For the second time in a month, I have woken up (in China) to news of a fatal crash of exactly the kind of airplane that I used to own and fly. The plane was the Cirrus SR-20; the previous crash, which killed two prominent and respected Italian businessmen-designers, took place in bad weather over the Rockies; and this latest one, which of course killed Cory Lidle of the Yankees (and many other teams—I saw him pitch for the A's in Oakland), took place on the Upper East Side of Manhattan.
Such events are terrible and heartbreaking, and the people left behind never get over them. (My mother's father died in a car crash when she was three years old. The remaining 73 years of her life were full and happy and wondrous, but I believe there was never a day in which she did not think about the effects of that accident.) Anyone's first reaction has to be sympathy for all involved.
The second reaction is to wonder what it all means. Some things are obvious about airplane crashes from the start. Some seem obvious, and then change. Others never become clear. Here is what seems knowable, and not, about this crash at the moment—with updates as known-facts change.
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1) Cory Lidle was a brand new pilot. According to the first wave of reports, his overall flying experience totaled 75 hours. To put that in perspective: the legal minimum for taking the "practical exam" (flight test) for a private-pilot's certificate is 40 hours. Many people take a lot longer than that, especially if they have a day job (like being a professional athlete) that keeps them from paying full attention to the process of learning to fly. I had 80 hours when I took my private-pilot exam, and that training had been stretched out over six months of lessons, usually on weekends away from my job. Full-time flight schools, or the military, can get student pilots ready much more quickly than that—but flying is all those trainees do.
An engrossing and chilling book called The Killing Zone lays out unmistakable evidence that the first 200 or 300 hours of flying experience constitute a time of extreme danger, as a pilot encounters situations whose full peril he does not recognize. (The analogy would be to ages 16-19 when driving a car.) A pilot who survives that period, like a driver who survives teenaged mistakes, has a longer period of statistically much, much safer activity ahead of him. John F. Kennedy Jr. reportedly had about 300 hours of flying experience at the time of his crash.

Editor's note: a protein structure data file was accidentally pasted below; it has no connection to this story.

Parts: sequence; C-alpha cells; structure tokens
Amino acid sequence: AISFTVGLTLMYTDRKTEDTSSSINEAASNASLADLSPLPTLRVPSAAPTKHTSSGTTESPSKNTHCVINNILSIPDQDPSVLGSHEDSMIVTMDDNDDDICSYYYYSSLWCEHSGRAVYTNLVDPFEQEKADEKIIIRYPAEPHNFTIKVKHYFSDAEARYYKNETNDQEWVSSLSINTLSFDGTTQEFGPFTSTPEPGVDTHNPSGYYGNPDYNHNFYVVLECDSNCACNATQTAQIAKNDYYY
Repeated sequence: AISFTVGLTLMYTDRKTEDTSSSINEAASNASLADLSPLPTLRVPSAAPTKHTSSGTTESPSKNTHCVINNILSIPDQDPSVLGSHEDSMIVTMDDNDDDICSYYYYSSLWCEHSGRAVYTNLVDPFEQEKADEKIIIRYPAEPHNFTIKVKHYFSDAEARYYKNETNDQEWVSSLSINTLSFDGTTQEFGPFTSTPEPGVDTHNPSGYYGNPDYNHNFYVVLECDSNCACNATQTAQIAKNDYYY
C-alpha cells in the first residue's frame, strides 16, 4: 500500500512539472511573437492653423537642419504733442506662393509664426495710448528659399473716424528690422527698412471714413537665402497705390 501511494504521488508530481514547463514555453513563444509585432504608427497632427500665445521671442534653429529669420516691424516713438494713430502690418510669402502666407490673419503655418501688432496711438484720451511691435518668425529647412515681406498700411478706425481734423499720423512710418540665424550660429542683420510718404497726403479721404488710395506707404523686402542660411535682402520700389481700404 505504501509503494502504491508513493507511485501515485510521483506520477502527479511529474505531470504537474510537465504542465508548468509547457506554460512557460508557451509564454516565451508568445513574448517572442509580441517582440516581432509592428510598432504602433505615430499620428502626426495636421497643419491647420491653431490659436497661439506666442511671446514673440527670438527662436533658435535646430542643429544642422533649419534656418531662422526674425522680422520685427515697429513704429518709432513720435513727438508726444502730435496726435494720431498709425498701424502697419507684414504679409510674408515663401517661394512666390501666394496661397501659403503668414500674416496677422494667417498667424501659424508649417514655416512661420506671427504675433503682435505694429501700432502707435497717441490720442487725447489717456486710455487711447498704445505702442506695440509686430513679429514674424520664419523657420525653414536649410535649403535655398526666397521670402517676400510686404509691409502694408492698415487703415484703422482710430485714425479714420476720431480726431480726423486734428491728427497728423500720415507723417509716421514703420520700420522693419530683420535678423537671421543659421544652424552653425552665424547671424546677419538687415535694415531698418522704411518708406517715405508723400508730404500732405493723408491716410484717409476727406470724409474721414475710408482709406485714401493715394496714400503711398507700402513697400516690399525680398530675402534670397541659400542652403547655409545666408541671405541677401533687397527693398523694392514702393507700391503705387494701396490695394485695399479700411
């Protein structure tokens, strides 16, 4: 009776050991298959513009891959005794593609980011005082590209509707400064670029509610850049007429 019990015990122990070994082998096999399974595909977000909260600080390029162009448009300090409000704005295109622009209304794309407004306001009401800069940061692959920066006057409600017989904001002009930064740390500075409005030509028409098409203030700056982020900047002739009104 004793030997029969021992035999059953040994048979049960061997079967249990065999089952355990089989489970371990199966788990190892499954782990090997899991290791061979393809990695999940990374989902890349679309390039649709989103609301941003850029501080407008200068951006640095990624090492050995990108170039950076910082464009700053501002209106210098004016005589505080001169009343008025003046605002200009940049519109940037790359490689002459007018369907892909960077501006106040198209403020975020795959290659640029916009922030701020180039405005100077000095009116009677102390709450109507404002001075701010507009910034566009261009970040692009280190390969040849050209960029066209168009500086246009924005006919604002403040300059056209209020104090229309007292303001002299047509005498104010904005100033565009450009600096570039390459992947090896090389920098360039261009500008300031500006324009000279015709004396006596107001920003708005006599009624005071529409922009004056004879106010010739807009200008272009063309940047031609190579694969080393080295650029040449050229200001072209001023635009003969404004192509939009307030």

(Because people in the flying business would wonder, my standing-to-speak is that of someone past the beginning phase but not in the deeply experienced category. I have 1,500 hours of total flight time over the last decade, including 150 hours in "actual" instrument conditions and more than 100 hours of night flight. The first time I took a non-pilot passenger up with me was the day after I got an instrument rating, seven years ago, at 300 hours total time. I flew quite frequently before selling my own SR-20 in July, in preparation for moving to China.)
2) The weather yesterday was bad. It seems not to have been "illegally" bad—a ceiling so low or visibility so limited that a pilot without an instrument rating, like Lidle, was not supposed to fly. It seems not to have been "dangerously" bad in the way that icing conditions, or thunderstorms, or very high winds can pose a threat to any airplane's operation. But it seems to have been "bad" in the normal sense of the term—drizzling, low clouds, not an easy day to see where you were going. The danger in these circumstances is that a pilot is so intent on staying below and outside of the ragged clouds that he can get "behind the airplane" and lose a general sense of orientation. Staying out of the clouds is a primal urge, because once inside them you obviously cannot see—and, as William Langewiesche explained in this memorable article, when you cannot see you simply can't tell up from down.
3) Was Lidle at the controls? Was he alone in the plane? Early reports say that two people were killed in the crash: Lidle, and someone else. Was that other person in the airplane? (Apparently.) Was he or she a passenger? A flight instructor? If Lidle did indeed have a "CFI" along—a "Certified Flight Instructor," almost always known by those initials rather than the full term—there will be one set of questions and investigations about how the crash could have occurred. (Presumptively, it is safe for a new pilot to take off in marginal conditions as long as a CFI is alongside. Indeed, it's an important way to gain experience.) Another set will be raised if Lidle was taking a passenger for a ride on that kind of day. For now this is in the realm of the unknowns.